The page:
Register with us today

and in less than 60 seconds continue your access to:Latest news headlinesAnalytical topics and featuresCommodities videos, podcast & blogsSample market prices & dataSpecial reportsSubscriber notes & daily commodity email alerts

Already have an account?

Log in to register

Forgot Password

In this list

India's Apr-Jan steel production rises 4% to 88 mil mt amid higher consumption

Agriculture | Electric Power | Renewables | Energy Transition | Natural Gas | Oil | Crude Oil | Jet Fuel | Metals | Non-Ferrous | Coronavirus

Jim Rogers on the future of oil, agriculture, and energy transition

Energy Transition

Platts Global Integrated Energy Model

Oil | Crude Oil | Coronavirus | Energy Transition | Macroeconomics

37th Asia Pacific Petroleum (APPEC 2021)

Electricity | Coal | Emissions | Electric Power | Metals | Non-Ferrous | Steel | Raw Materials

Factbox: Europe steel demand recovery outpaces production growth, upholds prices

Electric Power | Renewables | LNG | Natural Gas

Fuel for Thought: For green hydrogen to catch up with blue, it's a long ride in India

India's Apr-Jan steel production rises 4% to 88 mil mt amid higher consumption

Singapore — India produced 88.05 million mt of crude steel from April 2018 to January 2019, 3.5% higher year on year amid higher domestic consumption, latest provisional data from the country's Joint Plant Committee showed.

Not registered?

Receive daily email alerts, subscriber notes & personalize your experience.

Register Now

Overall consumption rose 7.8% year on year over the 10 months, according to the data.

Hot metal production amounted to 59.97 million mt over Apil-January, up 6.5% year on year, while pig iron production reached 5.01 million mt, achieving a 5.2% gain. India's financial year begins in April and ends in March.

In addition to the higher production, India's own production capacity has increased with the startup of new furnaces.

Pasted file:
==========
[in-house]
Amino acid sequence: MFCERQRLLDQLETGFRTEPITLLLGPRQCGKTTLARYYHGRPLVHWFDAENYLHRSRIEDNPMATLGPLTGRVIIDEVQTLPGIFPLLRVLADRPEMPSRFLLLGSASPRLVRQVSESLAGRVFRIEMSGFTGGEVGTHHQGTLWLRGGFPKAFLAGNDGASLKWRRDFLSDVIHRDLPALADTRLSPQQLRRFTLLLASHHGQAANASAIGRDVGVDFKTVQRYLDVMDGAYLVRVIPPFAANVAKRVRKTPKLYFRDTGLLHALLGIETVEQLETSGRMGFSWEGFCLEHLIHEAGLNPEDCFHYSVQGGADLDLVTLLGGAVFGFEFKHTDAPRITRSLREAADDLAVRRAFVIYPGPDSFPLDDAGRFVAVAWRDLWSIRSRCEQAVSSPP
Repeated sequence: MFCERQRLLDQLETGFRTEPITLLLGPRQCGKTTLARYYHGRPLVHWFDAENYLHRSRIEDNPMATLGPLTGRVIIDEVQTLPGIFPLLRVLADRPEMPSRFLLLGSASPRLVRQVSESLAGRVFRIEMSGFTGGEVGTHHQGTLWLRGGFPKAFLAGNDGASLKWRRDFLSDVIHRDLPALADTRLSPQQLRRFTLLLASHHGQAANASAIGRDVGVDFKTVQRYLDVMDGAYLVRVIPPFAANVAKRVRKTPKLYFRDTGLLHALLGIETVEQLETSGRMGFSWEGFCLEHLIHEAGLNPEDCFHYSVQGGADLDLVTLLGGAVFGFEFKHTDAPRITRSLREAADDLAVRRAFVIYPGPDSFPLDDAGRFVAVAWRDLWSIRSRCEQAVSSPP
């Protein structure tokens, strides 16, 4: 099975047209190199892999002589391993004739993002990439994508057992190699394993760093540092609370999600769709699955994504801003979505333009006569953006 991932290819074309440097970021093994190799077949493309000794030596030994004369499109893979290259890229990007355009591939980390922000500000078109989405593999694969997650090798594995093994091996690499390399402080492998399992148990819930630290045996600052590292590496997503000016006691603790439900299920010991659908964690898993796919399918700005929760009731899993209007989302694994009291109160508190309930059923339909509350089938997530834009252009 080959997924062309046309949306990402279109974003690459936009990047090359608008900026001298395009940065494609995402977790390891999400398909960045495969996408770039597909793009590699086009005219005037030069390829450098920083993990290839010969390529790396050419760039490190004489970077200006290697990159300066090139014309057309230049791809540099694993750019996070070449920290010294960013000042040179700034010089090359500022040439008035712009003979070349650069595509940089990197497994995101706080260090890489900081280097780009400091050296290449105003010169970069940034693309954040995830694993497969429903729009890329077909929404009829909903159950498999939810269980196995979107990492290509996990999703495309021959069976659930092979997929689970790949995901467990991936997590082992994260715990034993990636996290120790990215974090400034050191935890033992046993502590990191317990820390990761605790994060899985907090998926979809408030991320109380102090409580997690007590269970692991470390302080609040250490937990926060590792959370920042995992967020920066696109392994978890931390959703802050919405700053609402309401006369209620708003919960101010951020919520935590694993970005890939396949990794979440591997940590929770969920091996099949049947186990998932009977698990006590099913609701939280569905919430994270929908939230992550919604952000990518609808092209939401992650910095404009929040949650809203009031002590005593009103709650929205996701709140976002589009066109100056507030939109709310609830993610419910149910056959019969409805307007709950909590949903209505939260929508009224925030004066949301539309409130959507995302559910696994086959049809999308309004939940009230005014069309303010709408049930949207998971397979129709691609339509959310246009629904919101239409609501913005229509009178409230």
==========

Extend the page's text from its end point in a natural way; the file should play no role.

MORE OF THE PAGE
For instance, in May 2018, state-run Steel Authority of India Limited fired up the rebuilt No. 1 blast furnace at its Rourkela steel plant, boosting its production capacity to 1.015 million mt/year from 438,000 mt/year. The Rourkela plant now has production capacity of 4.2 million mt/year of crude steel versus 3.22 million mt/year previously.

Imports of finished steel over April-January reached 6.55 million mt, a 1.5% rise year on year, while exports tumbled 37.3% to 5.15 million mt.

"Even though imports seem low at 1.5% currently, with imports landing in February and March, the figure will definitely increase to 4%-5%," a source associated with the ministry of steel said.

"Exports, on the other hand, will increase since companies have been booking exports in January for February shipment. However, in my view they will decrease by around 30% year on year."

India's ministry of steel said in its January report that the country was a net importer of finished steel in April-January, noting that imports have mainly increased from Indonesia, Japan and South Korea.

"Due to various trade measures imposed by regions/countries such as [the] EU, Canada and others, the access to traditional markets for Indian exports have been restricted. Additionally, US-232 measures have distorted export flows to other markets," it said.

For calendar year 2018, the ministry said India's production of crude steel reached 106.5 million mt, "... which is a 4.9% increase over 2017 and has become the second largest steel producer globally."

A ministry source said the key issue is the quality of steel being produced in India instead of imports. It was highlighted that several domestic customers were raising their grievances in meetings related to India's Domestically Manufactured Iron and Steel Products, or DMI&SP, policy in government procurement.

The policy -- approved in 2017 -- makes it mandatory to buy domestically made steel for select government projects at a minimum of 15% of its total requirement. The policy applies to the supply of iron and steel products having an aggregated estimate value of Rupees 500 million ($7.01 million) or more. Industries such as the oil and gas industry are said to be highly demanding when it comes to the use of structural steel for its projects.

A mill source said end-users in the oil and gas segment have been encountering issues in inviting bids for their projects, however, the quality of Indian steel is not the concern. This is the transitional phase of the policy and both mills and customers should work together to resolve issues, he said. -- Clement Choo,

-- Ashima Tyagi,

-- Edited by Geetha Narayanasamy,